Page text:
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Egyptian women fear systemic normalization of gender-based violence and femicide

A woman carries a placard that reads in Arabic "A man cares about his mother, sister, daughter and wife" during a rally to eradicate gender-based violence and exploitation of women and children [Getty Images]

Shock, fury, heartbreak, and outrage; these are the sentiments women in Egypt have felt over the past two months since the day 21-year-old university student Nayera Ashraf was stabbed to death outside her university in Mansoura as she was on her way to her final exams.

“Women in Egypt are outraged and furious, and I think most people are in incomplete shock, but Egyptian women no longer feel safe,” Egyptian feminist and former TV and radio broadcaster, Reem Ayed, tells The New Arab.

“When you think about it, Nayera Ashraf was murdered outside of campus, and it’s terrifying because your university is like your second home – when you’re a university student, you end up spending more time on campus than you do at your own home. The two places that you’re supposed to feel the safest are your own house and your school.

"The fact she was murdered right outside her school is terrifying because it means that safe place is no longer safe for women. Egyptian women never felt safe on the streets, to begin with, so now it’s even worse.”

Nayera’s murderer Mohammed Adel, who has been sentenced to death by hanging, was a man who had been stalking her for some time after she refused his marriage proposal.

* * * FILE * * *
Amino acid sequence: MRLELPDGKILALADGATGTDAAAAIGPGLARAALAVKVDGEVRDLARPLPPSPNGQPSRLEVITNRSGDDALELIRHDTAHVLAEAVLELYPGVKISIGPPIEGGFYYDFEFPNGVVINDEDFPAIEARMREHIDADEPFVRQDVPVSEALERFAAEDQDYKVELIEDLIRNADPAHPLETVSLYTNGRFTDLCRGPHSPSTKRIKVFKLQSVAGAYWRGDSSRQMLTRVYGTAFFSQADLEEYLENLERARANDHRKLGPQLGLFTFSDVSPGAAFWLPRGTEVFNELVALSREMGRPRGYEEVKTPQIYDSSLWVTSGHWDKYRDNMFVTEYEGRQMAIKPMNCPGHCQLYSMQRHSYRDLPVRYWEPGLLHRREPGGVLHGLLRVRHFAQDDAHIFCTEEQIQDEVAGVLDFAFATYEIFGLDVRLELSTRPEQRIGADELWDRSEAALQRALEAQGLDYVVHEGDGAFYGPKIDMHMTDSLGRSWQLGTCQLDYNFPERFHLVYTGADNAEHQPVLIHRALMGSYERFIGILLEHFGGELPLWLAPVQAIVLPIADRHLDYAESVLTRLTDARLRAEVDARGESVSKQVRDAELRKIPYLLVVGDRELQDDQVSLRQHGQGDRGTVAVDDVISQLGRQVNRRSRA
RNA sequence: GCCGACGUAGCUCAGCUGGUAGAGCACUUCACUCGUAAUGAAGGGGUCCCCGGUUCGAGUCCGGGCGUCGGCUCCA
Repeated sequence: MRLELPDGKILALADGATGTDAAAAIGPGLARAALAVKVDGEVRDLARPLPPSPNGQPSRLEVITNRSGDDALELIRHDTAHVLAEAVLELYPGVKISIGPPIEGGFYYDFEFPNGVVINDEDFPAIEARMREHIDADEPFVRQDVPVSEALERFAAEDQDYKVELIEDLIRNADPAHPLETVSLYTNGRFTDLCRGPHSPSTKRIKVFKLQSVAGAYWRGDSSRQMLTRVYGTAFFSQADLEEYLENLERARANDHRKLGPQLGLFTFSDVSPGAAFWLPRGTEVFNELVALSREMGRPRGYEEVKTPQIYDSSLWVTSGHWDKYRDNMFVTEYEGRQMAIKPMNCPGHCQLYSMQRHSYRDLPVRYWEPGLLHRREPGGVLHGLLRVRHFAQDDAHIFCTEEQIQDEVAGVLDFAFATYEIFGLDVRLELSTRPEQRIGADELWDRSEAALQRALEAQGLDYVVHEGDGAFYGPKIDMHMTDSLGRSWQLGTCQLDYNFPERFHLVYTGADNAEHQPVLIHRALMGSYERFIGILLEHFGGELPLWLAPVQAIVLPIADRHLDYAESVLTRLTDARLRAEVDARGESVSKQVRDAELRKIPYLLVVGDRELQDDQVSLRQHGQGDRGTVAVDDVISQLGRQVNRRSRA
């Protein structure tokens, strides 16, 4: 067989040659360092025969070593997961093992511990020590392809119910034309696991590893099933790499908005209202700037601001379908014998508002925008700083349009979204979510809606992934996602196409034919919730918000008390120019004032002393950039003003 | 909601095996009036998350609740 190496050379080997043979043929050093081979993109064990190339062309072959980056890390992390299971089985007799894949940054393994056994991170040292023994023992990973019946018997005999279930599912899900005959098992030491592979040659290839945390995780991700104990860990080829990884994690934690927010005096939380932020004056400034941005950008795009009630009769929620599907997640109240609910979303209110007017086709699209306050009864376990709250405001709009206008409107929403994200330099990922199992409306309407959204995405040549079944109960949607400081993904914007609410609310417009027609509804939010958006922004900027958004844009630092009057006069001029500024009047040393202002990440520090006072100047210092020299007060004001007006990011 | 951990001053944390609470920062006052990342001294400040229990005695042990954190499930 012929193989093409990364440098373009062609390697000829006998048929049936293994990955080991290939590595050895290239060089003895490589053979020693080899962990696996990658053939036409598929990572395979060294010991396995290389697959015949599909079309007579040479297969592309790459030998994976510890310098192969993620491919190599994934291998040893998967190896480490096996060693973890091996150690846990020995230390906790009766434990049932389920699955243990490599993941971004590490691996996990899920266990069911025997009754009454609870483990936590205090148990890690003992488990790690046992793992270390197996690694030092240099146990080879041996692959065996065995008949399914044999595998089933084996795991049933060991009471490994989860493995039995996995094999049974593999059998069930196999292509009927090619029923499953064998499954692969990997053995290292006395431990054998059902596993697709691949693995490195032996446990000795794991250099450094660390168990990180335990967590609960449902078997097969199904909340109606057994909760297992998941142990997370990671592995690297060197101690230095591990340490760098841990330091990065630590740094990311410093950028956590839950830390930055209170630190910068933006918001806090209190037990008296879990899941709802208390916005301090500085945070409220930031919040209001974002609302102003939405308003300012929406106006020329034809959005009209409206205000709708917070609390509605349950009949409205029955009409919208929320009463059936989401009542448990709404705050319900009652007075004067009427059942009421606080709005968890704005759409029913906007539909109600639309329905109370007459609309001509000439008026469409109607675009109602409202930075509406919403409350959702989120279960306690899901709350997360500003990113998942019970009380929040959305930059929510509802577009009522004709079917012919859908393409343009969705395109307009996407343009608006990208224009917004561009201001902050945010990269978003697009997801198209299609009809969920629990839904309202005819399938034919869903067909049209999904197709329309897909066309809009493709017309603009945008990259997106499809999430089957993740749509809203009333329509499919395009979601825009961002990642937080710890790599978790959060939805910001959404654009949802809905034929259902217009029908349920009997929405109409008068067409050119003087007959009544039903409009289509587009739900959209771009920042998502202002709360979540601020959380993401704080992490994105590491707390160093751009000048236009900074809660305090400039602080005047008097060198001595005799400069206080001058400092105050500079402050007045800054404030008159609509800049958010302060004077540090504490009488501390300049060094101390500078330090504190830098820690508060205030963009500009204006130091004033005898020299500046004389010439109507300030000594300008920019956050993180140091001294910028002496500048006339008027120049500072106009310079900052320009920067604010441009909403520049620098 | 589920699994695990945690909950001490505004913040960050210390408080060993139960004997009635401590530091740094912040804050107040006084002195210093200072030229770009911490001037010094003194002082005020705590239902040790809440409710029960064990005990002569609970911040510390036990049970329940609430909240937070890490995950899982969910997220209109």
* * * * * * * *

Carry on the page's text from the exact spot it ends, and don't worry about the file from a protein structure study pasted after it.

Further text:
According to Egyptian news outlet Cairo 24, Adel’s neighbours said he had never caused any trouble and they only heard him when he was beating his mother and sister, exhibiting the social acceptance of a man who was known to have been committing acts of violence against his female family members.

The murder of Nayera Ashraf had a knock-on effect. Just a couple of days later, the Arab world was shaken once more when nursing student Iman Irshaid in Amman, Jordan, was shot five times outside her campus at the University of Applied Sciences. Her murderer, 37-year-old Uday Abdullah Hassan, reportedly sent her this text message the day before:

“Tomorrow I am coming to speak to you and if you don’t accept I am going to kill you just like the Egyptian killed that girl today.”

He died by suicide after refusing to surrender himself to the Jordanian authorities.

Within days of Nayera’s murder, Egyptians woke up to the news that missing TV presenter Shaima Gamal’s body had been found on a farm in Giza – she had been murdered by her husband, a judge, her face burned with acid in an effort to disguise her identity.

His judge immunity has been lifted and he is to be trialled in a criminal court. And if this isn’t enough, in June a woman in the district of Halwan in Cairo was stabbed by her husband 20 times followed by having her right ear cut off. When asked why he did it, her husband said, “because she does not listen to what I say.”

The murders of Nayera Ashraf and Iman Irshaid are reminiscent of those of Farah Akbar in Kuwait and Noor Mukadam in Pakistan just last year, whose murderers took their lives after having their proposals rejected.

Similar to the case of Farah, Nayera and her family had made repeated formal complaints to the Egyptian authorities. In both Akbar and Ashrafs’ cases, the authorities failed to keep them safe, leading to their deaths.